Late Steve Goodman gets renewed attention thanks to 'Go Cubs Go'

November 14, 2016

 "When the Cubs Go Marching In"

               

The Chicago Cubs joyous 2016 season, resulting in its historic World Series win, brought late singer-songwriter Steve Goodman back into the spotlight.

 

Chicago native and lifelong Cubs fan Goodman, who died of leukemia in September, 1984, at 49, wrote such classic songs as the much-covered "City of New Orleans" and David Allan Coe's country hit "You Never Even Called Me By My Name." But this last baseball season, at least, he is best-remembered for "Go Cubs Go," his team anthem that debuted in Chicago a few months before his death, but has lived on ever after.

 

In fact, "Go Cubs Go," which plays after every Cubs win at Wrigley Field, made it into Billboard's Pop Digital Song Sales and Digital Song Sales charts (Nos. 21 and 49 respectively) for the week ending Nov. 19. Also per Billboard, the song received 15,000 downloads and 2.5 million U.S. streams (mainly from YouTube). Additionally, it topped the LyricFind U.S. chart (ranking the top trending lyric searches) for the week ending Nov. 19, and reached No. 5 on Spotify's Viral 50 list.

 

"Steve wanted to see the Cubs win the World Series, and they ended up spreading some of his ashes in Wrigley Field," says Chicago blues-rock great Corky Siegel, who, incidentally, had a big fan in the late Ernie Banks, the legendary "Mr. Cub," who attended concerts by Siegel's Chamber Blues group.

 

"Every time Steve's mother came to a game they announced her, and I was very close friends with her up until her death last year."

 

Producer Jim Tullio, who worked closely with Goodman and was also close to his family, notes the recent "scare" when a contest was proposed to replace "Go Cubs Go."

 

"Steve's brother David wrote to me and said, 'Tools, should we write another one?' and I said, 'You got to be kidding me! They already have the definitive song!' Thank God every song submitted was really bad: It took so long for 'Go Cubs Go' to get integrated into the whole system, and it really took off and stayed. But for a minute there it was kind of iffy."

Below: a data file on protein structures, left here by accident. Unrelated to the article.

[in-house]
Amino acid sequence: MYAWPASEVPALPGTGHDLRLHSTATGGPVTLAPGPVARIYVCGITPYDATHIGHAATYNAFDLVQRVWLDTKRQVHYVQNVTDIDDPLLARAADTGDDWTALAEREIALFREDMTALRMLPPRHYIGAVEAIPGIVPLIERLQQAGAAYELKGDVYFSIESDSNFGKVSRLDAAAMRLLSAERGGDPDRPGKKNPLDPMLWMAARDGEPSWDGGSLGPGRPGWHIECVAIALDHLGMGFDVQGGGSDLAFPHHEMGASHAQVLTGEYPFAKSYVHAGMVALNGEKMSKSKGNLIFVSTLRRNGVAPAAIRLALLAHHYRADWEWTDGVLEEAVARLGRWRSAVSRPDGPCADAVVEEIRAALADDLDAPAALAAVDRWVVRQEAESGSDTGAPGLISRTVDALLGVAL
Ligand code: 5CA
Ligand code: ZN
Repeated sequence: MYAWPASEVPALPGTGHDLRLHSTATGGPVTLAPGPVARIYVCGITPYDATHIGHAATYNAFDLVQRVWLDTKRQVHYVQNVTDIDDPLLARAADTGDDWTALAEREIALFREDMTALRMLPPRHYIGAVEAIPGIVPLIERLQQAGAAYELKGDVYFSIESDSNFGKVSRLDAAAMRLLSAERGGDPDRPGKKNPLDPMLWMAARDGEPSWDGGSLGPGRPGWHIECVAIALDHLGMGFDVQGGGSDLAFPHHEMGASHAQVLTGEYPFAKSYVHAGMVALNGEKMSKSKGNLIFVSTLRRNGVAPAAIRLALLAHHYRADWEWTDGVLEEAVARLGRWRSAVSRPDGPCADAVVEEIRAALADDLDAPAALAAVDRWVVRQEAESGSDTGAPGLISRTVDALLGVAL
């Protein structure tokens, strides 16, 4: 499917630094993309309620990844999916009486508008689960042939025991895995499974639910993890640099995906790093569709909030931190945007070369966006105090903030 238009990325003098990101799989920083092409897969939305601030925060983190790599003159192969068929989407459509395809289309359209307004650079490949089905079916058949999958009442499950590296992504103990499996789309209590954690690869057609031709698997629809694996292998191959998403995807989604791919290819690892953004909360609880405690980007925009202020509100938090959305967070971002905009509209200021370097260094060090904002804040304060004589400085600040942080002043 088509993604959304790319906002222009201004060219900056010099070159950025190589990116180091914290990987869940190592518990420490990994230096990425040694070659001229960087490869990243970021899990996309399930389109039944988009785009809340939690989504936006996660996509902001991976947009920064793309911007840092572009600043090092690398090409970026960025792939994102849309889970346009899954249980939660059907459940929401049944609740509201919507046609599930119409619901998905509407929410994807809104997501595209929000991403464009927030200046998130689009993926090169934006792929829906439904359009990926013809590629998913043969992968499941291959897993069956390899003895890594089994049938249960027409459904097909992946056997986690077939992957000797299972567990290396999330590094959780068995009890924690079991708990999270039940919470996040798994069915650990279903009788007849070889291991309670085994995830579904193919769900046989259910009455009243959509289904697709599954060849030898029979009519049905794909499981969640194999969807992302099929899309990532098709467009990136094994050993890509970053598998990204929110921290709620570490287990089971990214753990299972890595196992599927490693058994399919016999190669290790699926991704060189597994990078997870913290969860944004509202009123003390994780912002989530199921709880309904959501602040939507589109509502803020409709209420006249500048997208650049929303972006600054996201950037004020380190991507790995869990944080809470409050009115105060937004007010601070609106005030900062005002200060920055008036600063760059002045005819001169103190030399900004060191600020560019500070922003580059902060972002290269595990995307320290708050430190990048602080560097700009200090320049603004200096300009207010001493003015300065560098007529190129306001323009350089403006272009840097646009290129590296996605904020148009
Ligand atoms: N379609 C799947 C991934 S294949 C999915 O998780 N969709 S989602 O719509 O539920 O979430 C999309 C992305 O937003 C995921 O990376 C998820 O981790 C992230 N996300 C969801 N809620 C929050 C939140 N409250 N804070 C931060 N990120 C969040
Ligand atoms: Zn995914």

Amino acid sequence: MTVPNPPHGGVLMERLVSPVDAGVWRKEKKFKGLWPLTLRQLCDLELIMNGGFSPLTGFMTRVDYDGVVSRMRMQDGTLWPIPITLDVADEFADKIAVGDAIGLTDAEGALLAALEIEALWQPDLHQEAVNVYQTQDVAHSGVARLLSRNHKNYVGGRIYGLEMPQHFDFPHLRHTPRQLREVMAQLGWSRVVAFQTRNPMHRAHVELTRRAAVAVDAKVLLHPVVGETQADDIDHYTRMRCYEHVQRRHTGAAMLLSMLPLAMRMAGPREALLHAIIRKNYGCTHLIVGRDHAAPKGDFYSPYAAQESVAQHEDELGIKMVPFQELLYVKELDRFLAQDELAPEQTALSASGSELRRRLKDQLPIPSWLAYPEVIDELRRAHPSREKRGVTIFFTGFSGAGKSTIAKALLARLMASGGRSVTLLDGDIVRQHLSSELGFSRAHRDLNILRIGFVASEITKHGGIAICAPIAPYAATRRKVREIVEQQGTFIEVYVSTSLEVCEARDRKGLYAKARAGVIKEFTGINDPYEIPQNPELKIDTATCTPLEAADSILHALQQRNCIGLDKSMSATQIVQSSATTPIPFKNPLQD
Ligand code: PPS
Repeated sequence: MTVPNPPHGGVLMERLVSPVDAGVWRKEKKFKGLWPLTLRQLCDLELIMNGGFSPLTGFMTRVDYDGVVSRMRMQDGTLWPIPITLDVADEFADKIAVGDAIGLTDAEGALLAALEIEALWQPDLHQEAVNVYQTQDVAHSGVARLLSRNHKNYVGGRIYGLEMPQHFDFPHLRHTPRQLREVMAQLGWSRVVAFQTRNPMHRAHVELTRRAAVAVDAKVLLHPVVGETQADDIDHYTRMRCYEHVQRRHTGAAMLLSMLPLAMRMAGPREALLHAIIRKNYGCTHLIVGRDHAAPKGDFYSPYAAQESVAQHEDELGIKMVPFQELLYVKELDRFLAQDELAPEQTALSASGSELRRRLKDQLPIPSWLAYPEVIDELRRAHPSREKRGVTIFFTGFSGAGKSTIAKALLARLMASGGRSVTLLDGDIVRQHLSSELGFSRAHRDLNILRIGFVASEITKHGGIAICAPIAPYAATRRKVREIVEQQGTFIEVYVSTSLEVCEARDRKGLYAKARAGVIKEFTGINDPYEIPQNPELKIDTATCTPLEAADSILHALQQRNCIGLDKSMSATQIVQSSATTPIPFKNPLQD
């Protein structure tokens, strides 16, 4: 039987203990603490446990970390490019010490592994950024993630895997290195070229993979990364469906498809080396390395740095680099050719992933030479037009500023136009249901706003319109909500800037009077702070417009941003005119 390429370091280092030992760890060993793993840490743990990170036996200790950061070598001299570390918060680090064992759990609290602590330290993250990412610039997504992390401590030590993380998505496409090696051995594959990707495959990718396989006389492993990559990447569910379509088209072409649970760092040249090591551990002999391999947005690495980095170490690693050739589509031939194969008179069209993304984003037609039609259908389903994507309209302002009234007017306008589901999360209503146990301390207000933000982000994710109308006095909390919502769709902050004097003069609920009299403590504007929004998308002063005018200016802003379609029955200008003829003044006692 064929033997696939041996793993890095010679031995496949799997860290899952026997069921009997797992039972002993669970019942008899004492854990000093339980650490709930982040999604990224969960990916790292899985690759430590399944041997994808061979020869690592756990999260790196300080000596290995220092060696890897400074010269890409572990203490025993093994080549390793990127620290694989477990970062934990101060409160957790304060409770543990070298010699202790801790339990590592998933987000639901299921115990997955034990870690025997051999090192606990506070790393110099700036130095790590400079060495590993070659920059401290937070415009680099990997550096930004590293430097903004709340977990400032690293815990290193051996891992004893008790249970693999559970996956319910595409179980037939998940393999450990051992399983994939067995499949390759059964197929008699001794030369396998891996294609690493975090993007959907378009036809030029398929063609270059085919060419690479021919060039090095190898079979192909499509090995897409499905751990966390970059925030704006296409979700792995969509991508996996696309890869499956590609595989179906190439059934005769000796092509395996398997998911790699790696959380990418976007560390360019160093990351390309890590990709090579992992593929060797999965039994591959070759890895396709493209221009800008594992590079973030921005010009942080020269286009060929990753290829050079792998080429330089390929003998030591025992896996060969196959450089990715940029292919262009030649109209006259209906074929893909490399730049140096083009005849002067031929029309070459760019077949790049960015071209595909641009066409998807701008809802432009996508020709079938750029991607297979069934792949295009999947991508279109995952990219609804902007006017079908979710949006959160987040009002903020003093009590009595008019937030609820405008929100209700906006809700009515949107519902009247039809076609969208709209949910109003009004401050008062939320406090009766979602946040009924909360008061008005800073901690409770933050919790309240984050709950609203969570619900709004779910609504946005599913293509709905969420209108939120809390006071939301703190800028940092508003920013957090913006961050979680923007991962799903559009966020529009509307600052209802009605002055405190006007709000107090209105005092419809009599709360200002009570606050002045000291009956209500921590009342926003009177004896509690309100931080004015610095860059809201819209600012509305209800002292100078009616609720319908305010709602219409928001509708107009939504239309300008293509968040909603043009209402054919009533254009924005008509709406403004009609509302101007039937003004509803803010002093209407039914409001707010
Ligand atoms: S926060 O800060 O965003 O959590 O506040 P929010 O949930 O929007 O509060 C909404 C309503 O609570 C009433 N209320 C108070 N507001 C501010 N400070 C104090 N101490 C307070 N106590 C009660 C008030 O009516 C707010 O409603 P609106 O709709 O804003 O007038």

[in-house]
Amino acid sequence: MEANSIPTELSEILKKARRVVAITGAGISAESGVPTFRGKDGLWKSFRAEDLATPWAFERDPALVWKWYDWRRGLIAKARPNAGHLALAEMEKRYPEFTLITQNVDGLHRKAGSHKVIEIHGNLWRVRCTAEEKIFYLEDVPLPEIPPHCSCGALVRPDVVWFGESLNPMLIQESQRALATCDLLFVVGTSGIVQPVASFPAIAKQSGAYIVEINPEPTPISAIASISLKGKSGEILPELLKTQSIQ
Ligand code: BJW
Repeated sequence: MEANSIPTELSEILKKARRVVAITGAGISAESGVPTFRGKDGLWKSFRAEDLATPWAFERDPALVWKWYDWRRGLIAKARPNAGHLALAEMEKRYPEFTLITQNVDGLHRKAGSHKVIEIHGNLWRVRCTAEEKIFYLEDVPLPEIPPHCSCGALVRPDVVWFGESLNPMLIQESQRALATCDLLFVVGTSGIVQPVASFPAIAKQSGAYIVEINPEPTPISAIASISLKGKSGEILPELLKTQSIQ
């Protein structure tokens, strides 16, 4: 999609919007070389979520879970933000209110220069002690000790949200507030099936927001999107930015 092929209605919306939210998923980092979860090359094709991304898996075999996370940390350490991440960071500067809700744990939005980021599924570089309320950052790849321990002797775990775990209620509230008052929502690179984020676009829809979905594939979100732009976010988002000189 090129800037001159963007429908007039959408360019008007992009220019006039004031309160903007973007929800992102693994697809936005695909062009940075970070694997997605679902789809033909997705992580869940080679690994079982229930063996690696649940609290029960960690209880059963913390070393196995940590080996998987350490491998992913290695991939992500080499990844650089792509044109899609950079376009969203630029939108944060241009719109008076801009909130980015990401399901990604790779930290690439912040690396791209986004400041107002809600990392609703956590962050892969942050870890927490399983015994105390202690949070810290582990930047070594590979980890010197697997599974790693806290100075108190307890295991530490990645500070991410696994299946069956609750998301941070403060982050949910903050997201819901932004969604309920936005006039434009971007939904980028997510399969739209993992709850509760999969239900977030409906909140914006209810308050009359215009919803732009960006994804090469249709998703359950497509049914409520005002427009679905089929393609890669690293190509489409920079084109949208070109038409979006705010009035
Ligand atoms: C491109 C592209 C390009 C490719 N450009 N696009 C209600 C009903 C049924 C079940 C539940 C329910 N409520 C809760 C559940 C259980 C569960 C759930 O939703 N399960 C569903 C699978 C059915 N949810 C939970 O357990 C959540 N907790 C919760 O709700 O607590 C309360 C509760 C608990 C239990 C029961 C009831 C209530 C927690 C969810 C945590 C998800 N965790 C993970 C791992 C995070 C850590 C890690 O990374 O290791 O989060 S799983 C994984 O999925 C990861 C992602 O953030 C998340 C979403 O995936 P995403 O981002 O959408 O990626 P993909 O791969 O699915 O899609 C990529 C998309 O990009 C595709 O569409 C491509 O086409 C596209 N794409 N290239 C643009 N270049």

As he was dying, Goodman wrote a second well-known Cubs song "A Dying Cub Fan's Last Request." But Tullio notes a third, lesser-known Goodman Cubs song appearing on the posthumously released Live at the Earl of Old Town (2006), which Tullio produced from a Goodman concert featuring guests Siegel, David Amram and Jethro Burns at the fabled Chicago folk club in 1978.

 

"He was on Elektra/Asylum, and they said they didn't want a live Steve Goodman record and never took the tapes," says Tullio. "I put them in the basement and totally forgot about them, and 30 years later I was looking around and low and behold, I found the tapes! I called [Goodman's and John Prine's late manager] Al Bunetta and said, 'You'll never guess what I just found—three nights live at the Earl of Old Town!'"

 

On the tapes Goodman composed, on the spot, the song "When the Cubs Go Marching In," mentioning in the lyrics then contemporary Cubs like Dave Kingman and Bruce Sutter.

 

"It was really clever and really good," says Tullio. "Now a lot of people are mentioning his third song about the Cubs."

 

Prine, says Tullio, called Live at the Earl of Old Town Goodman's best record.

 

Siegel remembers first meeting Goodman when he and his Siegel-Schwall Band had a residency at Chicago's Quiet Knight club.

 

"This kid in the audience with a guitar was actually playing along with us," says Siegel. "I was thinking 'Wow!' and stopped the band and said, 'Kid! What do you think you're doing, playing guitar in the audience? Get up here!' And he came up and played, and the next week brought John Prine with him, and both sat in!"

 

Incredibly, a friend of Siegel's caught a ball at Wrigley during the World Series.

 

"Steve threw it to him!" concludes Siegel.

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